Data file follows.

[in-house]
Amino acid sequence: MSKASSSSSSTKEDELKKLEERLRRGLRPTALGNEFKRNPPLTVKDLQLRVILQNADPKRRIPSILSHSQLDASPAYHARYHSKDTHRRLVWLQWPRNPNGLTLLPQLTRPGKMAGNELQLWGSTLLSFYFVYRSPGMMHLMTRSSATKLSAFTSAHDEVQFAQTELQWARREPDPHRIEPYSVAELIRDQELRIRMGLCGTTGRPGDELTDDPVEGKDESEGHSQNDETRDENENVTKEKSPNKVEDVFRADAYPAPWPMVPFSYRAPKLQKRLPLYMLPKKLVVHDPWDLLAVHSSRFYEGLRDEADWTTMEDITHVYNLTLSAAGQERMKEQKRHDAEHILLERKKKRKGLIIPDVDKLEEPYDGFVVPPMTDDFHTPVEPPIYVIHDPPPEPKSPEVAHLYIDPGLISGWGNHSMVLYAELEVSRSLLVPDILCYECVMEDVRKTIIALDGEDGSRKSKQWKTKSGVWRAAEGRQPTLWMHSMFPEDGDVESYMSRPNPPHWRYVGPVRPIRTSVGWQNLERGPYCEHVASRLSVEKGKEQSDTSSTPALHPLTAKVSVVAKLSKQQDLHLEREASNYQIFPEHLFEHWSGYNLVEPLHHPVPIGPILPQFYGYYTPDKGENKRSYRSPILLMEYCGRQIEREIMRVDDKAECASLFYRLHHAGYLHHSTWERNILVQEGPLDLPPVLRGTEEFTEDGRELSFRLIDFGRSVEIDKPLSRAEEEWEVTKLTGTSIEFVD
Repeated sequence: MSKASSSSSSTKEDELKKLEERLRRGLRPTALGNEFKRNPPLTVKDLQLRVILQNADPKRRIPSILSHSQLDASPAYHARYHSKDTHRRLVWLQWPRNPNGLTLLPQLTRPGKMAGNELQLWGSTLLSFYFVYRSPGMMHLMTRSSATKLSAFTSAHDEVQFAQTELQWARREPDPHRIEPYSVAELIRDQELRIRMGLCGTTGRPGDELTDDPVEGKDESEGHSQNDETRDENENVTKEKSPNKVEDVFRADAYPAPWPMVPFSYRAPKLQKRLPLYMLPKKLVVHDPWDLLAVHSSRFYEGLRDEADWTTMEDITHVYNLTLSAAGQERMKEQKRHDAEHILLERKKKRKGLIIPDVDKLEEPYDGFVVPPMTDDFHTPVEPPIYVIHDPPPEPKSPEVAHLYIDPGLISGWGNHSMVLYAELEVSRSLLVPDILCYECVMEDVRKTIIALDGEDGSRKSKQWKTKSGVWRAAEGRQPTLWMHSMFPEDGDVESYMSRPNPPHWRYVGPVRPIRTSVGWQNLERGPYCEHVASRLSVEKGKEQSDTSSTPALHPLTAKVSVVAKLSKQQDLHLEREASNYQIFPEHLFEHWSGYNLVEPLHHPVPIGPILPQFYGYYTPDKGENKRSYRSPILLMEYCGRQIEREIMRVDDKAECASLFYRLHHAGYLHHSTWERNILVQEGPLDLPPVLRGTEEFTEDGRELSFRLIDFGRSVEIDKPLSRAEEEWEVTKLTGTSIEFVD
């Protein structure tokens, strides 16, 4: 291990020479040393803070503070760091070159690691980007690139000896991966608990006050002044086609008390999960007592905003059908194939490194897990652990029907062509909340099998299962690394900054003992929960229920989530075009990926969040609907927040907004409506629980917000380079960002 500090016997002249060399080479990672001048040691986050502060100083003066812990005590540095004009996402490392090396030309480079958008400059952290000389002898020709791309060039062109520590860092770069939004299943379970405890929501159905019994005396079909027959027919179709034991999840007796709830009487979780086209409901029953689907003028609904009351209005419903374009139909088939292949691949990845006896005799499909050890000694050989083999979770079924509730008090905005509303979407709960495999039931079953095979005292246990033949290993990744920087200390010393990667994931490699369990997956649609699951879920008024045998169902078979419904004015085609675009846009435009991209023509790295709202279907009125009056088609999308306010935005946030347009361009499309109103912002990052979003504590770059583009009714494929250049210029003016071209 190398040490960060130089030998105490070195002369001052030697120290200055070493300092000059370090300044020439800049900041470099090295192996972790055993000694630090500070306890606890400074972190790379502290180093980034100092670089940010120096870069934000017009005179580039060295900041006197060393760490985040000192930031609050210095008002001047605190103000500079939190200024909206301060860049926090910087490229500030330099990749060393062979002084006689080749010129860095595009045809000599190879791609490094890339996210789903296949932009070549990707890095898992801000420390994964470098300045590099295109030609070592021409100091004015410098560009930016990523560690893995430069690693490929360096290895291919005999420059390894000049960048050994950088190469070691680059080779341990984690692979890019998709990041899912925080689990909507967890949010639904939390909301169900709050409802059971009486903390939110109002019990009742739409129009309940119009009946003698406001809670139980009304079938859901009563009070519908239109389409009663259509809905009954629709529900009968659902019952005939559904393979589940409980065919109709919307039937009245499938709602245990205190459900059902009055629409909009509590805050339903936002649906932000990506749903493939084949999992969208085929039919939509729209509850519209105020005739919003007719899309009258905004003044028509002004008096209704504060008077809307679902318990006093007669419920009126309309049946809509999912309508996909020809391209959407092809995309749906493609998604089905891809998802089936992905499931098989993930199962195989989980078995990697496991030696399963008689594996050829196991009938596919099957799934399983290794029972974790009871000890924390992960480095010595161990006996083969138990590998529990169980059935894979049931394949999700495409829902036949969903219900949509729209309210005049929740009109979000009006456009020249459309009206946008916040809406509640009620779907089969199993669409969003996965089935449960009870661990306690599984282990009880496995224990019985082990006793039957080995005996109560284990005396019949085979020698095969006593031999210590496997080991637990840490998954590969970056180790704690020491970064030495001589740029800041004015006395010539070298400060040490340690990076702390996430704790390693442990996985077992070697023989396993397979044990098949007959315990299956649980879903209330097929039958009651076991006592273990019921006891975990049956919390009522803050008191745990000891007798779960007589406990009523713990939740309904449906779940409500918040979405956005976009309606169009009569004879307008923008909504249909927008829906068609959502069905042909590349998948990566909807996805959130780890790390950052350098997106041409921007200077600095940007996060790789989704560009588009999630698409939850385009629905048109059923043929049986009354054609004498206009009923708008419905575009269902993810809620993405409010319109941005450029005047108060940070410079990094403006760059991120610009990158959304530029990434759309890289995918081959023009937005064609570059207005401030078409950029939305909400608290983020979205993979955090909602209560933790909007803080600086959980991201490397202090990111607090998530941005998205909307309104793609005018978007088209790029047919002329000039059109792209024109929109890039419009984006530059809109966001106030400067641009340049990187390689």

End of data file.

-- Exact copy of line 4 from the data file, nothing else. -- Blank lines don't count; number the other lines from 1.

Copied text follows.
């Protein structure tokens, strides 16, 4: 291990020479040393803070503070760091070159690691980007690139000896991966608990006050002044086609008390999960007592905003059908194939490194897990652990029907062509909340099998299962690394900054003992929960229920989530075009990926969040609907927040907004409506629980917000380079960002 500090016997002249060399080479990672001048040691986050502060100083003066812990005590540095004009996402490392090396030309480079958008400059952290000389002898020709791309060039062109520590860092770069939004299943379970405890929501159905019994005396079909027959027919179709034991999840007796709830009487979780086209409901029953689907003028609904009351209005419903374009139909088939292949691949990845006896005799499909050890000694050989083999979770079924509730008090905005509303979407709960495999039931079953095979005292246990033949290993990744920087200390010393990667994931490699369990997956649609699951879920008024045998169902078979419904004015085609675009846009435009991209023509790295709202279907009125009056088609999308306010935005946030347009361009499309109103912002990052979003504590770059583009009714494929250049210029003016071209 190398040490960060130089030998105490070195002369001052030697120290200055070493300092000059370090300044020439800049900041470099090295192996972790055993000694630090500070306890606890400074972190790379502290180093980034100092670089940010120096870069934000017009005179580039060295900041006197060393760490985040000192930031609050210095008002001047605190103000500079939190200024909206301060860049926090910087490229500030330099990749060393062979002084006689080749010129860095595009045809000599190879791609490094890339996210789903296949932009070549990707890095898992801000420390994964470098300045590099295109030609070592021409100091004015410098560009930016990523560690893995430069690693490929360096290895291919005999420059390894000049960048050994950088190469070691680059080779341990984690692979890019998709990041899912925080689990909507967890949010639904939390909301169900709050409802059971009486903390939110109002019990009742739409129009309940119009009946003698406001809670139980009304079938859901009563009070519908239109389409009663259509809905009954629709529900009968659902019952005939559904393979589940409980065919109709919307039937009245499938709602245990205190459900059902009055629409909009509590805050339903936002649906932000990506749903493939084949999992969208085929039919939509729209509850519209105020005739919003007719899309009258905004003044028509002004008096209704504060008077809307679902318990006093007669419920009126309309049946809509999912309508996909020809391209959407092809995309749906493609998604089905891809998802089936992905499931098989993930199962195989989980078995990697496991030696399963008689594996050829196991009938596919099957799934399983290794029972974790009871000890924390992960480095010595161990006996083969138990590998529990169980059935894979049931394949999700495409829902036949969903219900949509729209309210005049929740009109979000009006456009020249459309009206946008916040809406509640009620779907089969199993669409969003996965089935449960009870661990306690599984282990009880496995224990019985082990006793039957080995005996109560284990005396019949085979020698095969006593031999210590496997080991637990840490998954590969970056180790704690020491970064030495001589740029800041004015006395010539070298400060040490340690990076702390996430704790390693442990996985077992070697023989396993397979044990098949007959315990299956649980879903209330097929039958009651076991006592273990019921006891975990049956919390009522803050008191745990000891007798779960007589406990009523713990939740309904449906779940409500918040979405956005976009309606169009009569004879307008923008909504249909927008829906068609959502069905042909590349998948990566909807996805959130780890790390950052350098997106041409921007200077600095940007996060790789989704560009588009999630698409939850385009629905048109059923043929049986009354054609004498206009009923708008419905575009269902993810809620993405409010319109941005450029005047108060940070410079990094403006760059991120610009990158959304530029990434759309890289995918081959023009937005064609570059207005401030078409950029939305909400608290983020979205993979955090909602209560933790909007803080600086959980991201490397202090990111607090998530941005998205909307309104793609005018978007088209790029047919002329000039059109792209024109929109890039419009984006530059809109966001106030400067641009340049990187390689």